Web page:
Post # 1
I feel like I have read multiple times that pacifiers are recommended by the American Academy of Pediatricians as a way to reduce SIDS, but recently I’ve had multiple moms/moms-to-be ask if we were going to go the “bad mom” route and offer baby a pacifier. Am I on glue? If they reduce a SIDS risk, wouldn’t it be a good idea?
Post # 3
@MRSLMA: I have read that too, but the article I read didn’t say why it reduces sids. i have chosen not to have one as it is easier if my LO can settle herself so I dont have to worry about a dummy falling out in the middle of the night, and her loosing her shit. She settles herself by popping her fingers in her mouth.
Post # 4
I see nothing bad about giving baby a pacifier. In fact, the book “Happiest Baby on the Block” recommends them!
We started giving the pacifier at 3 weeks. Since I’m breastfeeding and we had a lot of trouble with latching to start with, I wanted to wait a few weeks to avoid nipple confusion (they recommend waiting 3-4 weeks before introducing artificle nipples if you breastfeed). But I also was counting down until I could give it to him because of the reduced SIDS risk.
Post # 5
I gave both babies a pacifier at my pediatrician’s recommendation. SIDS is my worst nightmare, I did everything possible to prevent it. Why not?
Post # 6
@KatyElle: Do you know why it prevents SIDS?
Post # 7
I don’t see anything wrong with them (we’ve used them since the hospital), and either way, someone has really said that to you? The “bad mom” route.
As far as them falling out in the middle of the night, Dirty Delete is 7 months, and for the last couple of months, we’ve put two of them in her crib with her at night, and 9 times out of 10, she’ll find one herself with no fuss.
Honestly, we used them BEFORE I read about the reduced SIDS risk, and when I heard that, i just thought, “Well, all right then, bonus!”
Post # 8
They don’t really know what causes SIDS (which makes it THAT much scarier), so it is hard to nail down specific factors that cause it and likewise which factors are preventative. Probably what you have heard is that babies use regularly use pacifiers have a lower occurance of SIDS when compared with babies who don’t. And keep in mind that while you can choose whether or not to offer your baby a pacifier, it is his/her decision to take it (or not). I offered my little one a paci, but he was just never a fan, so I didn’t push it. If you choose to give your baby a paci doesn’t make you a “bad mom.” If baby refuses paci, that doesn’t make you a “bad mom” either. The fact that you are thinking so long and hard about this makes me think that you will be a very good mom.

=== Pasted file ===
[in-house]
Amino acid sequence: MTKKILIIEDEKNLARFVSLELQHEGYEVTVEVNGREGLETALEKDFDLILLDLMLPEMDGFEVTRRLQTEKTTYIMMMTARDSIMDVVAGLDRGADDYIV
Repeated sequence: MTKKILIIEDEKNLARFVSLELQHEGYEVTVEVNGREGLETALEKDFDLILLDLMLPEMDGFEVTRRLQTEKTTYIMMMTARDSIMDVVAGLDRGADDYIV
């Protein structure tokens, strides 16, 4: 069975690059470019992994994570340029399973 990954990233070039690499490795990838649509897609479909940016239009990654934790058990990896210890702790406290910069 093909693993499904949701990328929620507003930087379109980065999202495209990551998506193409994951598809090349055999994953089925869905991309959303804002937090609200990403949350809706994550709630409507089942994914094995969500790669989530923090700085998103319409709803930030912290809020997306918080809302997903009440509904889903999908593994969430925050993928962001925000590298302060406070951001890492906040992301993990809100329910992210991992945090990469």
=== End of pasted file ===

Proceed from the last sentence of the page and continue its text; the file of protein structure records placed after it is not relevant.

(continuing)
Post # 9
Thanks everyone =) It seems like no matter what a mom/parent decides to do with regard to their child there is someone out there that will disagree and feel the need to tell you why you’re doing things wrong!
@WoodenShoes: You’re right- I think that the study did say that there is a lower occurance. Thanks for the vote of confidence too- always helpful to hear!
@KatyElle: +1…. worst nightmare. Something so life threatening that we have SO little control over *shudders*
@Quietserenity: Right?! Not only one person either! It blows my mind how entitled people feel to not only tell you their opinions, but put you down for having opinions of your own!
Post # 10
I think it reduces sids because they do not sleep as deeply. I tried to give my LO a pacifier, but she hates them!!
I have the angelcare monitor instead.
Post # 11
I think it reduces SIDS due to the way the baby keeps the pacifier in their mouth ensures they are still breathing…. I think I read that
Post # 12
@panterapeach: I love my AngelCare.
Supposedly pacifiers/suckling keep babies from falling into too deep a sleep while they are still too small to effectively regulate their own breathing.
Post # 13
- Wedding: November 2013 - St. Augustine Beach, FL
Nothing wrong with using a pacifier. I think the only issue comes up when they use it too long and your pediatrician and/or pediatric dentist can tell you when it’s time to wean off the passy.